The US is bracing for China’s reaction to a scheduled meeting between Taiwanese President Tsai Ing-wen and House Speaker Kevin McCarthy in California on Wednesday. After Tsai sat down with McCarthy’s predecessor Nancy Pelosi in Taipei last year, Beijing launched several days of intense military exercises surrounding Taiwan, firing ballistic missiles over the island and dispatching dozens of fighter jets across the informal “median line” in the Taiwan Strait.
Aggressive and dangerous displays of force by China have become more and more common in recent years, whether directed against Taiwan or against US patrols and reconnaissance flights in the region. Until now, China has resisted US calls to build “guardrails” to prevent confrontations from spiraling out of control, believing that a degree of uncertainty helps deter the US. It would be wise to rethink that calculus.
At the heart of Chinese objections lies an uncomfortable reality: For all its talk about the decline of the West and rise of the East, China remains a significantly weaker power than the US on practically all fronts. What China sees as unfair practices — including US surveillance operations in international airspace and waters near the Chinese coast — are merely a manifestation of the exercise of US power in its rivalry with a weaker adversary.
Similarly, China deeply resents the number of tools at Washington’s disposal. At his summit with Chinese President Xi Jinping last November, US President Joe Biden again called for “commonsense” measures to prevent great-power competition from slipping into great-power conflict. As nationalist Chinese outlets such as the Global Times never tire of pointing out, such calls ring hollow when the White House is imposing stiff controls on technology exports to China and a China-bashing Congress is agitating for even stronger measures on a near-daily basis.
What Chinese leaders are ignoring is the fact that a weaker power cannot in the long run impose significant costs on a stronger adversary using confrontational tactics. That only risks escalation, which China can afford less than the US can.
The Soviet Union, which was also significantly weaker than the US-led West during the Cold War, ultimately came to the same conclusion. Although the Soviets initially resisted curbs on their actions just as the Chinese have, they changed their stance after the 1962 Cuban Missile Crisis brought them close to nuclear war with the US and exposed their vulnerability.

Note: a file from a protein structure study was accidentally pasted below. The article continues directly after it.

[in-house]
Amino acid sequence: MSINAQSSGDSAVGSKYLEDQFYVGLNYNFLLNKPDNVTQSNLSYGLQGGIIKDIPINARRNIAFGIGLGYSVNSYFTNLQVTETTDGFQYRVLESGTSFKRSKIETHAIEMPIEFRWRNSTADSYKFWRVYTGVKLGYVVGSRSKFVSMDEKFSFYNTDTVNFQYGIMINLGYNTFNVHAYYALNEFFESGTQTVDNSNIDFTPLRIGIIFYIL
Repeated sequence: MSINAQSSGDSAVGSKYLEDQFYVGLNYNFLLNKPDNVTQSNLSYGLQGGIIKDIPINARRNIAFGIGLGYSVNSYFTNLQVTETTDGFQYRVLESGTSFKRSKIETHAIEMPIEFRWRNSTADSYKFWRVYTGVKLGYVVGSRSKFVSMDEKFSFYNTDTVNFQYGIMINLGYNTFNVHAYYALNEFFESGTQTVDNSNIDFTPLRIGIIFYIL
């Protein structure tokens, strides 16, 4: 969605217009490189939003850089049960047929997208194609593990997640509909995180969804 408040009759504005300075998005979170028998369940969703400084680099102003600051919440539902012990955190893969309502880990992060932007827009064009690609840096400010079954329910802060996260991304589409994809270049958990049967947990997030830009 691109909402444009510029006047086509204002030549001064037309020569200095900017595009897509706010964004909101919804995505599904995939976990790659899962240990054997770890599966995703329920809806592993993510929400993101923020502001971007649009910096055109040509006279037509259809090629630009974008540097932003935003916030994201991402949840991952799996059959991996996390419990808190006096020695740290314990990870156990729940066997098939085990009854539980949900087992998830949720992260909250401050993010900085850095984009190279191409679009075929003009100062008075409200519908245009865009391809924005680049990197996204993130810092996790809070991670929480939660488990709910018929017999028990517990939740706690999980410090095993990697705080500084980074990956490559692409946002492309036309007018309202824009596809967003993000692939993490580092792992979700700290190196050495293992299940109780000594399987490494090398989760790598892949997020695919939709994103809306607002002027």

In August 1963, less than ten months after the standoff, the Soviets agreed to establish a hotline between the White House and the Kremlin, and signed a treaty to ban nuclear tests in the atmosphere. Six years later, Washington and Moscow launched their historic arms reduction negotiations known as Strategic Arms Limitation Talks (SALT). In 1972, the two adversaries signed an “incidents-at-sea agreement” establishing protocols for avoiding accidental naval conflict.
Although the rivals went on to fight several proxy wars, the codes of conduct and confidence-building measures they instituted prevented any unintended escalations. That spared the Soviet Union a direct clash that could have endangered the survival of its Communist regime.
Like the Soviets, China right now would be unlikely to prevail in a conflict with the West. However much China would like to push US forces away from its shores, it would be foolish to risk a crisis that might threaten its national dignity and the regime’s credibility.
A smarter course would be to adopt some of the same tactics the Soviet Union did. The first task should be establishing a real hotline between the White House and Xi’s office in Zhongnanhai, the compound housing top Chinese leaders near Tiananmen Square. An existing hotline between the Chinese military and the Pentagon is woefully inadequate. When Defense Secretary Llyod Austin requested a call with his Chinese counterpart after the US shot down a Chinese surveillance balloon in early February, Beijing declined to pick up the phone.
Also urgently needed are safeguard agreements that can prevent unintended clashes between the two militaries in the air and on high seas.Chinese leaders should remember that all negotiations entail give-and-take. If they’re willing to engage in good-faith discussions as Biden has urged, they may win some concessions from the US. They’ll get nothing if they continue to reject talks.
For now, China should respond with restraint to a Tsai-McCarthy meeting. Once this latest furor dies down, Xi should then respond positively to Biden’s call to discuss measures to cool tensions. China needs them as much if not more than the US.